How to Become a Polysomnographer in 5 Steps
Polysomnographers conduct sleep-study tests to identify sleep and breathing disorders in patients. Learn what it takes to work in this profession, including education, training and certification requirements. Get more info about the polysomnographer's role and job duties. Schools offering Allied Health degrees can also be found in these popular choices.
What Is a Polysomnographer?
Polysomnographers are allied health professionals who work in sleep laboratories equipped with beds and surveillance monitors. The polysomnographer's aim is to assist individuals who may have sleep disorders or breathing disorders related to sleeping. Their work aids in the diagnosis of conditions such as sleep apnea, narcolepsy, nighttime panic attacks and sleep paralysis. A polysomnographer may perform his or her duties during the daytime or on overnight shifts.
Step 1: Familiarize Yourself with a Polysomnographer's Responsibilities
Polysomnographers first collect their patients' medical histories. They then take vital signs and inform patients about the procedures they're about to undergo. Next, the polysomnographer prepares and calibrates equipment and applies sensors and electrodes to different areas of their patients' bodies, including the legs, chest and scalp. The sensors enable them to track brain waves, eye movements, nose and mouth airflow, muscle movements and heart rate. As the patients slumber, the polysomnographer observes their sleep patterns and takes detailed notes of any unusual occurrences during various sleep stages. The polysomnographer's findings are then presented to a sleep physician, who formulates a diagnosis.
Step 2: Locate an Educational Program
According to the American Association of Sleep Technologists (AAST), if you aspire to become a polysomnographer, you should enroll in an accredited educational training program. Educational programs for the polysomnography profession aren't commonplace. As of 2011, the Commission on Accreditation of Allied Health Education Programs (CAAHEP) listed only about 33 accredited polysomnographic technologist college programs nationwide. You can obtain either a certificate, diploma or an associate's degree in polysomnographic technology, which can take 1-2 years to complete.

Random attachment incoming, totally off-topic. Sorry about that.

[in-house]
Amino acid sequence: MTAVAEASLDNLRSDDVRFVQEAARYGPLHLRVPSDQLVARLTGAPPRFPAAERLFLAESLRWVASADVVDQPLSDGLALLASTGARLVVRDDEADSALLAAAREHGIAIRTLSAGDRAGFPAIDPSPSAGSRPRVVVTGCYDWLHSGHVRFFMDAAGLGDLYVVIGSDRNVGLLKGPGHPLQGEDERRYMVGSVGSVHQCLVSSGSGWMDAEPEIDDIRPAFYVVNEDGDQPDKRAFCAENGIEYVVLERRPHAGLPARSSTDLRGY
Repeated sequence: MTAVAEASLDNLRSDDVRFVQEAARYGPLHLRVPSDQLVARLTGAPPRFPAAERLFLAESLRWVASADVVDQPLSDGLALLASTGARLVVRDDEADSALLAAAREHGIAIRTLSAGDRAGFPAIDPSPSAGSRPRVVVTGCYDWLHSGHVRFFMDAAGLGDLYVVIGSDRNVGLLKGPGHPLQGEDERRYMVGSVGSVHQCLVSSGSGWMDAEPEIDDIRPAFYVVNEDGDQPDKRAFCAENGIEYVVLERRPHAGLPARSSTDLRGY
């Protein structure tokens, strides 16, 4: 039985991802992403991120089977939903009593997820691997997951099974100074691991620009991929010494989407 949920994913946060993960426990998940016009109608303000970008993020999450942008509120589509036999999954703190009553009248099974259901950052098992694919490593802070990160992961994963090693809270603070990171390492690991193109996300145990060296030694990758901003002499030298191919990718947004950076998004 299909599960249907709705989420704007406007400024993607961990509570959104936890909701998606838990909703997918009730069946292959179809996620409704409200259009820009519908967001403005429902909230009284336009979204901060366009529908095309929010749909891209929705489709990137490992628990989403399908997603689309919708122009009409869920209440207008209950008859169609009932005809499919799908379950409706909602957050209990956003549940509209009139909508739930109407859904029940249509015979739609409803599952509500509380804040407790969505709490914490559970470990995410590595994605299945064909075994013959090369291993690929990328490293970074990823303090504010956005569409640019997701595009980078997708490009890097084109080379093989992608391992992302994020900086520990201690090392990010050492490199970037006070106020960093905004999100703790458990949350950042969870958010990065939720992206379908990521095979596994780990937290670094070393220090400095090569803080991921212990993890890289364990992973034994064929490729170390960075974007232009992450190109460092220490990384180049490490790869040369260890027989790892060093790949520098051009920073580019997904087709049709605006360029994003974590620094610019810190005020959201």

Alternatively, a number of sleep centers across the country which an 80-hour Accredited Sleep Technologist Education Program called A-STEP. The program was developed by the American Academy of Sleep Medicine (AASM). A self-study polysomnography module is also offered. When you have completed the course, you'll be given a final examination, on which you must score 70% or better. Programs other than A-STEP may also qualify you to sit for the certification examination.
Step 3: Complete Educational Training
Through CAAHEP, you can find accredited polysomnography programs offered by universities and community colleges. They may offer classroom experience as well as night-shift clinical rotations within actual sleep laboratories. As a student of a polysomnography program, you'll study such topics as electrocardiogram (EKG) theory and application, medical terminology, anatomy and physiology, algebra and polysomnography laboratory.
Step 4: Become Certified
In order to become a registered polysomnography technologist, you'll have to successfully complete the Registered Polysomnographic Technologist (RPSGT) examination. The multiple-choice test is administered by the Board of Registered Polysomnographic Technologists (BRPT). When you pass the test, you'll be awarded the RPSGT credential. Upon graduation from a CAAHEP-accredited education program, you can qualify immediately to take the RPSGT examination. Otherwise, you can combine sufficient work experience or previous healthcare licensing with A-STEP training to qualify to take the certification examination.
Step 5: Begin Your Job Search
After acquiring educational training and credentialing, you can begin your job search. Jobs are commonly available at sleep disorder clinics, but you might also seek employment in a research laboratory. Other opportunities may exist in the offices of doctors and in hospital polysomnography laboratories.
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